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Phew. Breathe everyone. The first two weeks are over. The results are in. We now have a couple of weeks to process everything before it all begins again. So what happened?
Well, we predicted the correct outcomes again, calling Ireland, England and Scotland as victors, with a little tighter scorelines than last week, but still not great.
So what does this mean? Well, our model feeds in games from the previous 4 years and works out an expected score for each team based on location and current ranking. More accurately speaking, this means each score is actually a metric to describe the relative strengths of the two teams, based on their performances over the previous 4 years. However, we think it is more fun to think of them as predictions. Any significant difference to the predicted score could therefore indicate over or under performance relative to their previous matches.
Ireland demolished Italy by a margin of 37 points on Saturday, scoring eight tries in a comprehensive win. Unfortunately, this has been rather par for the course in this fixture in recent years, with the winning Irish margin in the last seven years being 37 points. Italy score three good tries and very nearly secured a four try bonus point (which would have been their first Championship point since 2015), but sadly at this stage the game had long gone.
Ireland started strongly and never really looked back, displaying the sort of try scoring ability that they so lacked in last weeks fixture against France. They will need to continue to show this against more difficult opposition than Italy as the tournament continues, and probably tighten up the defence – the Irish will not have been happy with the tries conceded as the game progressed.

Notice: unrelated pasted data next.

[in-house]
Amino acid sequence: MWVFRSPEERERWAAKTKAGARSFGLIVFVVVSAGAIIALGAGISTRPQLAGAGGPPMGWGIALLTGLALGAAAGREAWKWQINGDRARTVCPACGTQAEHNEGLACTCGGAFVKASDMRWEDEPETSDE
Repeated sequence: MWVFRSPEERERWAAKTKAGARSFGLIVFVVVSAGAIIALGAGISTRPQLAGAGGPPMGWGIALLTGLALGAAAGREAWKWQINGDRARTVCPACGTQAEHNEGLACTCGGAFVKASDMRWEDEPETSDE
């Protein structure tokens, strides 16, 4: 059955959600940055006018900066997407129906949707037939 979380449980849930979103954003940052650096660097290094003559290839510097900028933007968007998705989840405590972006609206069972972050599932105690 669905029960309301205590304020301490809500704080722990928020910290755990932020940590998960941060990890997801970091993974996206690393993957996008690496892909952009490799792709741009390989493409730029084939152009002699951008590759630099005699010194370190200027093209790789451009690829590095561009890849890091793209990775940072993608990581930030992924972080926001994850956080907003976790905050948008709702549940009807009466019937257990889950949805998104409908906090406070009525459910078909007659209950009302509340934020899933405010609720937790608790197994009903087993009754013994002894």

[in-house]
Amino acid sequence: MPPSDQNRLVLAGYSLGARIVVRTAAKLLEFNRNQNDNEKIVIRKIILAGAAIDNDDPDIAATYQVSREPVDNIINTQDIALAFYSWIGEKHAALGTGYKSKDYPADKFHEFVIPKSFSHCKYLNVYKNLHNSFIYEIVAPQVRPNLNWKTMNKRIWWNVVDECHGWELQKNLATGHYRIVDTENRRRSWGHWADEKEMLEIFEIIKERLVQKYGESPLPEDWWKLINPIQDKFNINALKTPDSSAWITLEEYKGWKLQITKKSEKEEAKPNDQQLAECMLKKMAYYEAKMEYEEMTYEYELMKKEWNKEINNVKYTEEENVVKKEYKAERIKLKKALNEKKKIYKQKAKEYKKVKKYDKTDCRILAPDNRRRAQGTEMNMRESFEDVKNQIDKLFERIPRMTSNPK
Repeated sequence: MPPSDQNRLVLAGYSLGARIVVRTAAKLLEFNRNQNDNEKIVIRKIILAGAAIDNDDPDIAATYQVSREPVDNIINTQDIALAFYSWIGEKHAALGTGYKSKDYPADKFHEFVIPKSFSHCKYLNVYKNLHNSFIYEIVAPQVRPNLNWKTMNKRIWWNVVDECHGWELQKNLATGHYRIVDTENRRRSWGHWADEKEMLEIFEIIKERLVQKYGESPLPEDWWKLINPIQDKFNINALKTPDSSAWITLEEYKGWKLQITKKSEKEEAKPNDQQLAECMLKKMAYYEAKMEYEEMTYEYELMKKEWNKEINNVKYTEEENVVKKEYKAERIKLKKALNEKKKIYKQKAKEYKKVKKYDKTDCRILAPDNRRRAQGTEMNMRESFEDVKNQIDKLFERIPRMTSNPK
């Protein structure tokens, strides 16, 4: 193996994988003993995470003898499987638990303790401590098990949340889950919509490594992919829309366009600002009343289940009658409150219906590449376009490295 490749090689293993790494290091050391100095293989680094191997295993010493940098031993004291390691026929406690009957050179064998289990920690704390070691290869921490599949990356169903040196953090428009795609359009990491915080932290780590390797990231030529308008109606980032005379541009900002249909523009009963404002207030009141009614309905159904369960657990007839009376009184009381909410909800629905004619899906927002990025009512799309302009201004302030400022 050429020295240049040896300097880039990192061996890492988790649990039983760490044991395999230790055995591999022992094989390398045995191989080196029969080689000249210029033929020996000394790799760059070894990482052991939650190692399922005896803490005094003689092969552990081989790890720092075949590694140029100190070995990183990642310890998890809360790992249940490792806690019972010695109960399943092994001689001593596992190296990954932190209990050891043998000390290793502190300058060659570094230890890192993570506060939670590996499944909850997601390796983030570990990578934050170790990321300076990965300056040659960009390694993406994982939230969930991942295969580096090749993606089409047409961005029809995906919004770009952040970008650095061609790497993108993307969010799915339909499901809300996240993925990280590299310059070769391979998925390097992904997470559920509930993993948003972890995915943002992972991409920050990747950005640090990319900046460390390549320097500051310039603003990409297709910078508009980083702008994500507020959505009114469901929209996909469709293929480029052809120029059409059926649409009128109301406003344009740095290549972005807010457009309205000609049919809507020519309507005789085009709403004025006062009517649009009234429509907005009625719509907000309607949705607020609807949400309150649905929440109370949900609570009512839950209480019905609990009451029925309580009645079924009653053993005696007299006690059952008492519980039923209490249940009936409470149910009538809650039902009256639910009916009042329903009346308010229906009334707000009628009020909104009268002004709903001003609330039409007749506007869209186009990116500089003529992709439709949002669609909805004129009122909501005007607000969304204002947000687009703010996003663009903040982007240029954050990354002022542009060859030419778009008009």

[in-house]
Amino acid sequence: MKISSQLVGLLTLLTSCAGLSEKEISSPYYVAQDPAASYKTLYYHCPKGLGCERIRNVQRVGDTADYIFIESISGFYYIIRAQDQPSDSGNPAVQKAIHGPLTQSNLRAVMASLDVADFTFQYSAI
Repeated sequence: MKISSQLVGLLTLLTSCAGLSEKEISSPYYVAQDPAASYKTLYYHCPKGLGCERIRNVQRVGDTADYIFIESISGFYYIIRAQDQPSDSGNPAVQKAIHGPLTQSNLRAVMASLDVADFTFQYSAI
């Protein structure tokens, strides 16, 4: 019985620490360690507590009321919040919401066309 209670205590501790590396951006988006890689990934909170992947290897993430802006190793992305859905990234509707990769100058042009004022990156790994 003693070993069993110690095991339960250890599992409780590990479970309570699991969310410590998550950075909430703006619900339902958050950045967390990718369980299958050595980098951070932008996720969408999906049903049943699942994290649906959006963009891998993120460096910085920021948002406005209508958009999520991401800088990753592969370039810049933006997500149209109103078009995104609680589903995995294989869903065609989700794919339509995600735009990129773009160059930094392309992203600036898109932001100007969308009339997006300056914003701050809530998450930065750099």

They will be pleased with a bonus point win however, and the points difference achieved that puts them on top of the table over the first tournament break. Ireland also take their current winning streak to 9 games in a row, with their last defeat to Wales in last years Six Nations. Next up for them is Wales again, but this time at home in Lansdowne Road.
Ireland will be favourites going in, but this will be a difficult game for the Irish despite their recent home success, as Wales are one of the few teams to have enjoyed consistent triumphs in Dublin, winning three of the last six games played, and drawing one. It’s worth noting that a slip up for Ireland here would probably hand England the title.
Unfortunately for the Italians there was little to take from this game. They were 28 – 0 down by half-time and had little to fight for from thereon in. However, as already mentioned they scored three good tries against an Irish side that is famously drilled in its defence. They also stretched England last weekend when they played front foot rugby, so there is definitely something there for Italian rugby. They will need to tighten up in almost every other facet of the game however, if they want to compete in these matches. A tough ask for the Italians and Conor O’Shea.